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Mass exodus of young tradies 'looking for more money': 'We don't stick to one job anymore'

Third-year electrician Sam said the cost of living crisis means he and his colleagues are just getting by.

A young electrician has opened up about the difficulty of staying in a low-paying apprenticeship after a veteran builder claimed a mass exodus of trainee tradies was pushing the industry towards a "national disaster".

Third-year apprentice Sam Barker said while he’s on a good wage, many of his counterparts in other trades are earning below, on or just above minimum wage. In addition to that, they have to spend thousands of dollars on tools and equipment when they’re just starting out.

Mix that with a rising cost of living and the 26-year-old told Yahoo Finance that it’s no wonder many young apprentices are struggling at the moment.

Third-year electrician apprentice Sam Barker next to tradies
Third-year sparky Sam Barker says many tradie apprentices are struggling with low-wages during a cost-of-living crisis. (Source: Supplied/Getty)

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“Between apprentices, you definitely discuss how hard it is,” Barker said. “No one can just afford to save really. Every time you get that little bit ahead, you have to pay for more tools, bills come in, car problems, etc.”

He said he’d only been able to get by because he was living at home with his parents.

“I would barely have any money to myself after a week's wage really [if I paid rent],” he said.

While he loves the job he's working in, he knows there are many apprentices out there in different trades who aren't as lucky.

Barker’s comments come after Scott Challen, who has been in the building industry for 15 years, said too many apprentice tradies “buckle and crumble” before becoming certified. Tens of thousands have dropped out in recent years, which has caused a huge shortfall in the industry.

The CEO of building and home-improvement company The QHI Group told Yahoo Finance you had to be careful when dealing with the new generation of wannabe tradies who were sometimes "distracted" by technology, or lacking strong role models.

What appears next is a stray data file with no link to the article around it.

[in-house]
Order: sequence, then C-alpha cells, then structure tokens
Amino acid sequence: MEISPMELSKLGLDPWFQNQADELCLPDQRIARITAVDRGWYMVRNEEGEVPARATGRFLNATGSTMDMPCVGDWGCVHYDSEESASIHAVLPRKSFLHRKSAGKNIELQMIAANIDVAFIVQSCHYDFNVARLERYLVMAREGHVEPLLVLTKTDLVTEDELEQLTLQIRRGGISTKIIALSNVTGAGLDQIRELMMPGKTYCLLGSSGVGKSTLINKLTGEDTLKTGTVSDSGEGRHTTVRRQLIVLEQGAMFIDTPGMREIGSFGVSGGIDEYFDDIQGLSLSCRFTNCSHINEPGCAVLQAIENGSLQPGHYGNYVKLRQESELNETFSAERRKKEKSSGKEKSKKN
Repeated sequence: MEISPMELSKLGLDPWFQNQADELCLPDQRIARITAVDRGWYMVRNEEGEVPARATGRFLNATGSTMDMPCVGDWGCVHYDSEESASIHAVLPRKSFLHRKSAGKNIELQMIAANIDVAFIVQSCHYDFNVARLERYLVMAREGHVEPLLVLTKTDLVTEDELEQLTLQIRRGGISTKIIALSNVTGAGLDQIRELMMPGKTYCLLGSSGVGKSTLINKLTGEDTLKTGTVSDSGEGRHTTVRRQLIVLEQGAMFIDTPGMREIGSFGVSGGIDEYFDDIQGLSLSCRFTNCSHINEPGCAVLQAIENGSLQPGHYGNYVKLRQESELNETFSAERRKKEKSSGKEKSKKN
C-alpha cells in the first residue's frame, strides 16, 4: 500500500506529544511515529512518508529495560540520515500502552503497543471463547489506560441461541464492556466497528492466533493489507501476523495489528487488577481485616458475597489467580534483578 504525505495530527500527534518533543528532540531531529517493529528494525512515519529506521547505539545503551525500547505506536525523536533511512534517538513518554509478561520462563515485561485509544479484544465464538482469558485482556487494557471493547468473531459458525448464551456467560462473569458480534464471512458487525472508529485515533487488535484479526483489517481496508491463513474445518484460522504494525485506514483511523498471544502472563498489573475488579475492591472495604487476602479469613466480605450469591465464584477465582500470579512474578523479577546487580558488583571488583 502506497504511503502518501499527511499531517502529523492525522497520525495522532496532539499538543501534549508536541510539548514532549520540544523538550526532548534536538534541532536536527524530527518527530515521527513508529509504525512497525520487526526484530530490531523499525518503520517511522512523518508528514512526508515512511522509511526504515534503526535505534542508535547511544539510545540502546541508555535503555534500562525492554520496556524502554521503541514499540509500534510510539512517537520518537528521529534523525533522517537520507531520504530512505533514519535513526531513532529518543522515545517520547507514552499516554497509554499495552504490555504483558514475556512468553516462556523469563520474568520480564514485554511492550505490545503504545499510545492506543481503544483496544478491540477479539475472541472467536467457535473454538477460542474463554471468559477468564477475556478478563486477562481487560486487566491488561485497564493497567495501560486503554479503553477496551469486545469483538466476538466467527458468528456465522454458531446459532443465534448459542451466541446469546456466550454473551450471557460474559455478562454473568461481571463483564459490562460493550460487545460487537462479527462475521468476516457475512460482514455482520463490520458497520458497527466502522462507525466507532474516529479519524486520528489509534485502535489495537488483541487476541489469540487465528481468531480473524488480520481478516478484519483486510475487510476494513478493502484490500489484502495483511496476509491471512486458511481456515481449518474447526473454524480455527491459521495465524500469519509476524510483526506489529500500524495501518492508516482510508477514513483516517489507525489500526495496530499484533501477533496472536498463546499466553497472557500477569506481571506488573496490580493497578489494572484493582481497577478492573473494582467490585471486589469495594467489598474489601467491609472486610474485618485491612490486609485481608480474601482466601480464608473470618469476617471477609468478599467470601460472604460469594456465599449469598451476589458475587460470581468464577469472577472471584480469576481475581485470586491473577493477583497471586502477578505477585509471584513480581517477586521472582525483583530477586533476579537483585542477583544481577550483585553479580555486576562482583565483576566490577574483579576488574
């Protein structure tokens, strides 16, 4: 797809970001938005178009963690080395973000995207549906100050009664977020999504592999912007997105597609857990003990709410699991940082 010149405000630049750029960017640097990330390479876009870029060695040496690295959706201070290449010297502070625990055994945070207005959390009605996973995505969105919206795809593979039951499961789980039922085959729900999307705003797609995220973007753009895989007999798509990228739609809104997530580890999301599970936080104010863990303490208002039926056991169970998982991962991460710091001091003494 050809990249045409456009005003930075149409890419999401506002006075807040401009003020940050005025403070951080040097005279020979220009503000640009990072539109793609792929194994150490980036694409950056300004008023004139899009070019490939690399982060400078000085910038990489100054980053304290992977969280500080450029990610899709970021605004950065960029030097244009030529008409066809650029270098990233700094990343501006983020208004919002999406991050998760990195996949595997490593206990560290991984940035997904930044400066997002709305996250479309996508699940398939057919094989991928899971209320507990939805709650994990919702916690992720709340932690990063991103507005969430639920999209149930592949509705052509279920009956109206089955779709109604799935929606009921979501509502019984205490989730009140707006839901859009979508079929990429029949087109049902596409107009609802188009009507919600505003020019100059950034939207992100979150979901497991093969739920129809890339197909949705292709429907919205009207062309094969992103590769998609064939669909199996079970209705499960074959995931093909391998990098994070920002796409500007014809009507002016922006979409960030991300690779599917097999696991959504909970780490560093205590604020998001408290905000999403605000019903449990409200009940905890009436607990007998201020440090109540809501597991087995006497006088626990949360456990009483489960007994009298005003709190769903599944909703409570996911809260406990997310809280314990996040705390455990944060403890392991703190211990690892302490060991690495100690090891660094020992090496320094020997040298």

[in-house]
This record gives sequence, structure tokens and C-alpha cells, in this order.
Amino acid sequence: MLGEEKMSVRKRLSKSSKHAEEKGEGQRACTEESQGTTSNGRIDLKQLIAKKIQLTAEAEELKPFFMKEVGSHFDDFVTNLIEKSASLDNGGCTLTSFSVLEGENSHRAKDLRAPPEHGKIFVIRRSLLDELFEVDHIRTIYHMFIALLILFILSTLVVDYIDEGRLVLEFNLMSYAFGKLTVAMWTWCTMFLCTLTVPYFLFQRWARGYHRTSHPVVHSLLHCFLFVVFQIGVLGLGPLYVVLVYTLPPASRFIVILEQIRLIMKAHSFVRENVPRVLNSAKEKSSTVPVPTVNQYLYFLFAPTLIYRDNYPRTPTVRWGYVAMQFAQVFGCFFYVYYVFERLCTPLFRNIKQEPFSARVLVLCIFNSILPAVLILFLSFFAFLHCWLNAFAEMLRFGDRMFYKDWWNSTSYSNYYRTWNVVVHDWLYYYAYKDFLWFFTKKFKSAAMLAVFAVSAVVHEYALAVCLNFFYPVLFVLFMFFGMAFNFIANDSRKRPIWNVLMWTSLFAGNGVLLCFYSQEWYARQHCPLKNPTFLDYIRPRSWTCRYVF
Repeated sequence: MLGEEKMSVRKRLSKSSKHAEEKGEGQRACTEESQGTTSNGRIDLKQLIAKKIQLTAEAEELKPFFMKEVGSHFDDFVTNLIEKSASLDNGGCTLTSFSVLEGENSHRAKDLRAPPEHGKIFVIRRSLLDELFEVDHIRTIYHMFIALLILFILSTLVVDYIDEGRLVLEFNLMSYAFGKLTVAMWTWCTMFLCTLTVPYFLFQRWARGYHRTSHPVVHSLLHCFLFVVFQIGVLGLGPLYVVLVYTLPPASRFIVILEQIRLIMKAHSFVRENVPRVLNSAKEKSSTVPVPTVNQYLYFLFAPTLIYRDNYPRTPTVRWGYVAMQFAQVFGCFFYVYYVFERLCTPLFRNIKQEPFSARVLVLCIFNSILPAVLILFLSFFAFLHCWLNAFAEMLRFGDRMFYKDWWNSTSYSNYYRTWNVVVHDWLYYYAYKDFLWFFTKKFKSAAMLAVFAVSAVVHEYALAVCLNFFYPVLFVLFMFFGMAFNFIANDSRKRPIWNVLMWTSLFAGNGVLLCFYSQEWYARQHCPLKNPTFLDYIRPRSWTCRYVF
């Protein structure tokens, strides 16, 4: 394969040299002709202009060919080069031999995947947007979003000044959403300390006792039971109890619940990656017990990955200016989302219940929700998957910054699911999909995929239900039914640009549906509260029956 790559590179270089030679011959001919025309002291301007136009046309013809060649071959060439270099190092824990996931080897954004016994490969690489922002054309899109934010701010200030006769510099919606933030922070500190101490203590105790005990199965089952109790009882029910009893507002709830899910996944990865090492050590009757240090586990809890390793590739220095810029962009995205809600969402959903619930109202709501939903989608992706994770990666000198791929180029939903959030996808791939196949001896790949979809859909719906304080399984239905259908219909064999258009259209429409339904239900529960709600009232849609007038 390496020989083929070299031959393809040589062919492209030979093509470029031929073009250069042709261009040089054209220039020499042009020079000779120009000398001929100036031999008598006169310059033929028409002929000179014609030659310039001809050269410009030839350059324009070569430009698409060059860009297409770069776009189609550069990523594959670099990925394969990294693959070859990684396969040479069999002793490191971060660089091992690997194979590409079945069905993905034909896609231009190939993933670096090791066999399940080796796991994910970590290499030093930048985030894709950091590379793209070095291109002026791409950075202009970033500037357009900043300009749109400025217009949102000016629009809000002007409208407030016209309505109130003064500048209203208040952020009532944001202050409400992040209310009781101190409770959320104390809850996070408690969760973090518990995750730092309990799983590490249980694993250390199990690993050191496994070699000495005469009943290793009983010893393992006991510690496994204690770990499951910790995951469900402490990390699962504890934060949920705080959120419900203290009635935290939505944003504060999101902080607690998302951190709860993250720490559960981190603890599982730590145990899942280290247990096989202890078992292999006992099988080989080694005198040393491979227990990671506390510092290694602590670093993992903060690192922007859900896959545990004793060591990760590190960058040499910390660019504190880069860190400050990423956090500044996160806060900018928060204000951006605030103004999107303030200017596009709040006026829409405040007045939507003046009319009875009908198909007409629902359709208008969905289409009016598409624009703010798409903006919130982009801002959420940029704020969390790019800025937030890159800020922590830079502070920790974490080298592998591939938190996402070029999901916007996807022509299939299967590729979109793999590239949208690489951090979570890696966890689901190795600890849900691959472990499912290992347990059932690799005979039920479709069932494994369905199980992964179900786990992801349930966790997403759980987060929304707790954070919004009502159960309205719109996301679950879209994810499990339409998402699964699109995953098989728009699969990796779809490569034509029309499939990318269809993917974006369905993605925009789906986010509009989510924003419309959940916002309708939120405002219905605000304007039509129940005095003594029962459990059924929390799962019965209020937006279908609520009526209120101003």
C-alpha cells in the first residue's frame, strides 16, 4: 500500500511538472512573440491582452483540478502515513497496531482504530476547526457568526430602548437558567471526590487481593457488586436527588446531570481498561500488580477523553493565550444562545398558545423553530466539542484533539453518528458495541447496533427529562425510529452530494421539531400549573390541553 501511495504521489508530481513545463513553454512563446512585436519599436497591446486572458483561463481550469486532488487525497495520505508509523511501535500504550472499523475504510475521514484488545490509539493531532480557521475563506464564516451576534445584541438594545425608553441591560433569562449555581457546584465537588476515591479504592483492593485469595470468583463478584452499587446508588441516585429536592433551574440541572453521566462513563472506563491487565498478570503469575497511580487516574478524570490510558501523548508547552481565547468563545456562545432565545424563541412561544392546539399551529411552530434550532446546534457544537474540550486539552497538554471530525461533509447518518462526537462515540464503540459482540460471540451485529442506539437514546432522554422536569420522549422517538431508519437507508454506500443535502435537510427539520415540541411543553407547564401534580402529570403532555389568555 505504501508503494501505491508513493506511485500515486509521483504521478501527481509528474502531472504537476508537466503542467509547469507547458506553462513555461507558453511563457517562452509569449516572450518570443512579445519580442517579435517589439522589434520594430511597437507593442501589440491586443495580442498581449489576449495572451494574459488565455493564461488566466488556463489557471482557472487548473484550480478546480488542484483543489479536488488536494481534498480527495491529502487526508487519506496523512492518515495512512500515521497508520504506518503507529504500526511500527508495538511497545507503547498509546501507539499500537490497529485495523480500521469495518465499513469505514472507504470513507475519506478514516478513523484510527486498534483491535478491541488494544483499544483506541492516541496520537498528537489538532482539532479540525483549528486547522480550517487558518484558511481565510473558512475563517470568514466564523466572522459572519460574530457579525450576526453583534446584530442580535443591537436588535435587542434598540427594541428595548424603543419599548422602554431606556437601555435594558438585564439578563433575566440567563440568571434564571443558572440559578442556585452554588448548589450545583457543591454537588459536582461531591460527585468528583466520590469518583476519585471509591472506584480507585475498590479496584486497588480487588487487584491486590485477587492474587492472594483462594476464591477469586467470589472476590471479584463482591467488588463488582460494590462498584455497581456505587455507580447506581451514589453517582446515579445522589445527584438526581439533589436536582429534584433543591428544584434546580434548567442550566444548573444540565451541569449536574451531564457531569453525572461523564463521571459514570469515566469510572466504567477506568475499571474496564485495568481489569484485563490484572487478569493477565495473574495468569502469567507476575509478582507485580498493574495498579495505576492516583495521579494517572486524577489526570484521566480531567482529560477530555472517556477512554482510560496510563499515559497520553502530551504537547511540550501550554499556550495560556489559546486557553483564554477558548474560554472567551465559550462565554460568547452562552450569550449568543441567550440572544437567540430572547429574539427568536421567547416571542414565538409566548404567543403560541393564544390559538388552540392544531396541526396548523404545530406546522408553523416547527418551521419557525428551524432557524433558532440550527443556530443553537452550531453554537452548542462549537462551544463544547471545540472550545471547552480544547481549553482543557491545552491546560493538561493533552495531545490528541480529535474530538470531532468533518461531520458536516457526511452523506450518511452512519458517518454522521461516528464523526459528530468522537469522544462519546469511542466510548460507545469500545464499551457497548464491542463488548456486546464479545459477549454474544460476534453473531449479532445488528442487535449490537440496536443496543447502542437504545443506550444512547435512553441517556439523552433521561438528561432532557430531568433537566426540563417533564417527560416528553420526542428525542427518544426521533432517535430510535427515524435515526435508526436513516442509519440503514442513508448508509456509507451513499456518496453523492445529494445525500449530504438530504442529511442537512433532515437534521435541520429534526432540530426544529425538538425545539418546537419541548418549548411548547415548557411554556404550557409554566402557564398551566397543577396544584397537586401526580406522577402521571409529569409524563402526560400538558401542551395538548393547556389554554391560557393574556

“[It’s] a different generation that kids are brought up a different way, with a different outlook on things,” Challen said.

“You can't yell at these apprentices. You can't say, 'Hurry the f**k up … I'm standing up a ladder and I need you to get your s**t together'. You can't talk to them like that. You've got to check in with them constantly [and] check their feelings.”

Challen said he tried to be more of a mentor for those trying to break into the industry and that there was a responsibility for seniors on site to "guide these kids as best you can so they don't quit".

Barker acknowledged there were some people who would get into a trade and realise it wasn't for them, but that there are a lot of young Aussies willing to put in the hard yards.


“There's quite a lot of us out there that are very hardworking and dedicated to what we do in any industry. Any job that you go to, whether it's retail or medical or whatever, you're going to find people that are sluggish and slower than other people."

Barker said today’s professional work landscape was very different to when Challen would have been getting started, adding that even in his classes, they were told that many of them wouldn’t finish their apprenticeship.

“You don't stick to one job anymore, really,” he said.

“And that's in any industry you go into. You always find that someone has switched jobs within three years of where they're working. It’s kind of the normal thing. Everyone's just looking for more money.”

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